Linking autism, sex, gender and prenatal hormones

Elevated levels of fetal sex steroid hormones such as testosterone may explain many of autism’s unique features.

By Simon Baron-Cohen
19 October 2015 | 5 min read
This article is more than five years old.
Neuroscience—and science in general—is constantly evolving, so older articles may contain information or theories that have been reevaluated since their original publication date.

Why do so many people prefer the term ‘gender’ to ‘sex’? Gender refers to your identity, to how masculine or feminine you feel yourself to be. Gender seems plastic; some would even say it’s a matter of choice. By contrast, sex seems more deterministic: It is defined by your chromosomal makeup, whether you have one X and one Y as males do, or two X’s as females do.

Gender carries with it an optimistic connotation, that anyone can be anything they want and write their own destiny — so it’s not surprising that many people prefer to use it over sex. Because biological and sociocultural factors are inextricably linked, however, scientists are increasingly using the term ‘sex/gender.’

Social experience and genetics are not the only two factors that determine our sex/gender. A third, increasingly important, factor is the contribution of prenatal sex steroid hormones, such as testosterone. There is growing evidence that elevated prenatal testosterone may lead to the raft of differences seen in people with autism when compared with typical individuals.

We’ve known about the importance of testosterone in ‘masculinizing’ not only the reproductive system but also the brain and behavior for almost 70 years. It’s worth reviewing the classic early experiments. In 1947, endocrinologist Alfred Jost castrated a male rabbit fetus, depriving him of his testosterone, and discovered that the rabbit then developed a female-typical reproductive system — fallopian tubes, a uterus and a vagina1.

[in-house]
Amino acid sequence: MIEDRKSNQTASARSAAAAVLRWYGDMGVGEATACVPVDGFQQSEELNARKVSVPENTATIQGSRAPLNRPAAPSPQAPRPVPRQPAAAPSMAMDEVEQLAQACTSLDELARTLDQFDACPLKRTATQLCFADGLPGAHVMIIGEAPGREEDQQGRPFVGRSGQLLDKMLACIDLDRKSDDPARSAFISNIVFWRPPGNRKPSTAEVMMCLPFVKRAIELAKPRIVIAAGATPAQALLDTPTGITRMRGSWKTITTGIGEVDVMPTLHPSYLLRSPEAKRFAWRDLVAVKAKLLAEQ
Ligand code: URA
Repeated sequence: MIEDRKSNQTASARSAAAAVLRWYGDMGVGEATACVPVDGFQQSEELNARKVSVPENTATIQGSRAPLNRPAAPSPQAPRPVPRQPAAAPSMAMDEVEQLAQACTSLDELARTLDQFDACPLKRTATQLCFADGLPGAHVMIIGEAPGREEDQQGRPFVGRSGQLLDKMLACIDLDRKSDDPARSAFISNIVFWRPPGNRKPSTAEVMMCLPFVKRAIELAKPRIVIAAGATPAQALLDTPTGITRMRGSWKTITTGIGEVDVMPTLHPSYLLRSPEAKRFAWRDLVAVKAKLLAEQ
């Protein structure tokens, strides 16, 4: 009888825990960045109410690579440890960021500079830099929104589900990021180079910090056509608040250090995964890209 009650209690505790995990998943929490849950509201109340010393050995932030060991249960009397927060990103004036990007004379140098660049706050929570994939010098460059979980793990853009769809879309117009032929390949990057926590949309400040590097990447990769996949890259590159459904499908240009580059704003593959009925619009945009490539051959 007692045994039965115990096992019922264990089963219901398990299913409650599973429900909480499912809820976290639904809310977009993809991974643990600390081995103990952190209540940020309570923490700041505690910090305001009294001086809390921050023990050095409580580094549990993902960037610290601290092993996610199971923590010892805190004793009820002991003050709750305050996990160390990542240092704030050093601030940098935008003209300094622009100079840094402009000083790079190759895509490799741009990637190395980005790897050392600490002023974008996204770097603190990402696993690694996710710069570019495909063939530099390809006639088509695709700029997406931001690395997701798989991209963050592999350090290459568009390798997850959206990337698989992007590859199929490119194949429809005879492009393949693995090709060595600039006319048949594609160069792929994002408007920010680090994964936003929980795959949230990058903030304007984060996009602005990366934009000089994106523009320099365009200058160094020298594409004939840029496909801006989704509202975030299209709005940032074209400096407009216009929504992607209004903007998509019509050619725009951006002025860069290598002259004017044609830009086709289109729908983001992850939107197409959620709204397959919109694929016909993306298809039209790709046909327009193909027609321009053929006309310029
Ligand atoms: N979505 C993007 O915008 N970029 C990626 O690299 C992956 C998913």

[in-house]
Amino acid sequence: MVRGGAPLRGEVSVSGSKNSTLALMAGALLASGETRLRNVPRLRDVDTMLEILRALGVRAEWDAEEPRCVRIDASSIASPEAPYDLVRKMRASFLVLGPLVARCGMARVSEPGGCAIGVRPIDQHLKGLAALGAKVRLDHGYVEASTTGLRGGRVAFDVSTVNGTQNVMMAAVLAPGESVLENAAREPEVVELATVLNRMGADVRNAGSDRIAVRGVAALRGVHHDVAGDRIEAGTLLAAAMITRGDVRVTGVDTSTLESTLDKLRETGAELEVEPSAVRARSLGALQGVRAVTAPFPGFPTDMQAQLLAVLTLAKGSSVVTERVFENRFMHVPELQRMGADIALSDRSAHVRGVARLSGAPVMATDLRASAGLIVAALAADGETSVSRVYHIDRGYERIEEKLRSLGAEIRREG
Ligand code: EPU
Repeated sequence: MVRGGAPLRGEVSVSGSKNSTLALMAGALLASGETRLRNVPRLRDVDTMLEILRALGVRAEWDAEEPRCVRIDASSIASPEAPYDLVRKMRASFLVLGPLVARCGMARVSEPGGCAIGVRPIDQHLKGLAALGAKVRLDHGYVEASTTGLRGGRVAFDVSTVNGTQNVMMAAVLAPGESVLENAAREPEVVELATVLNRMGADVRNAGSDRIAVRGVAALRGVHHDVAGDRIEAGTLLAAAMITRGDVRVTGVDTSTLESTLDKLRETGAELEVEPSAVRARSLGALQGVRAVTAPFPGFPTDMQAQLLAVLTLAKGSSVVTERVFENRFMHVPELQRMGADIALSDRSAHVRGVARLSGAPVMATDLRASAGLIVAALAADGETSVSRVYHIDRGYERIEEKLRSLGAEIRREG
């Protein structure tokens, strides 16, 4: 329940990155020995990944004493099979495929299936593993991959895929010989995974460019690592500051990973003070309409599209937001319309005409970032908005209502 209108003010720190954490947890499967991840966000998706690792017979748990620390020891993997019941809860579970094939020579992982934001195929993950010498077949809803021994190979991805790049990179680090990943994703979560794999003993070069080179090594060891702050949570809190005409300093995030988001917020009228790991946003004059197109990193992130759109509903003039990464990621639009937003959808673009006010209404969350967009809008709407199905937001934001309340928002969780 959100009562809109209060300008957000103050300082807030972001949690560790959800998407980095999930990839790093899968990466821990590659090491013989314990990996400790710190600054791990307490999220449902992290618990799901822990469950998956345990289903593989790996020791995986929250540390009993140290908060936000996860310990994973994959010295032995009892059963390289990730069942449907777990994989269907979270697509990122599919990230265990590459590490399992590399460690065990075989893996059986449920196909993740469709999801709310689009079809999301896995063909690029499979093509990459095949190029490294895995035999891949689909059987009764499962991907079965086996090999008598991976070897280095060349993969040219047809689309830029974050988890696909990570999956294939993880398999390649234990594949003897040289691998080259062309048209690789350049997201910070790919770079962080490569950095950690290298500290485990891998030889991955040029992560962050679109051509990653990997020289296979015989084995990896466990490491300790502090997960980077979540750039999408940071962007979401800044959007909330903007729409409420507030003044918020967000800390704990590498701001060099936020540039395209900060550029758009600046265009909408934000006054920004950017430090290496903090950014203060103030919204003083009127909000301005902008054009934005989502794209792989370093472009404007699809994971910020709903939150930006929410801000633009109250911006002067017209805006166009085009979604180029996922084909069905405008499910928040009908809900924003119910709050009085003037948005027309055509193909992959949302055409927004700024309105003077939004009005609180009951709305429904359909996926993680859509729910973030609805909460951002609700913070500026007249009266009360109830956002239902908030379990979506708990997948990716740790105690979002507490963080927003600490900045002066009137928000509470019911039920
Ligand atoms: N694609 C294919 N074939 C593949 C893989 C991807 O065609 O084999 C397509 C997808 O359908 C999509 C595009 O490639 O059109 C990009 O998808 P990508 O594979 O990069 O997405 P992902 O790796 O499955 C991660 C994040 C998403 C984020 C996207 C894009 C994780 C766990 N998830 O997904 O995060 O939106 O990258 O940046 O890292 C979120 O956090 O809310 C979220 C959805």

In 1953, Jost did the reverse experiment2. He discovered that implanting testes into a female rabbit fetus — which increases her testosterone exposure — causes the rabbit to develop a male-typical reproductive system. In 1959, Charles Phoenix’s now classic experiments in guinea pigs found that castration causes a male guinea pig to show female-typical mating behavior, and giving extra testosterone causes a female to show male-typical mating behavior3.

Male brain:

We’ve known since 1966 that an oval-shaped region of the hypothalamus called the sexually dimorphic nucleus controls mating behavior, and that this region is larger in males than in females. If you give a female rat extra testosterone at birth, this region in her brain grows as large as that of a typical male.

Testosterone doesn’t work alone in ‘masculinizing’ the brain, however. For example, testosterone is aromatized into estrogen, and in 1976 Dominique Toran-Allerand and her colleagues showed that exposure to excess estradiol at birth increases the number of neurons, and the connections among them, in a female rat’s brain4.

What does this have to do with autism? We know that the brains of people with autism have a high number of dendritic spines — the neuronal protrusions that receive messages — because of decreased pruning in the brain. We also know that elevated fetal testosterone reduces pruning. But is there evidence of elevated fetal testosterone in autism?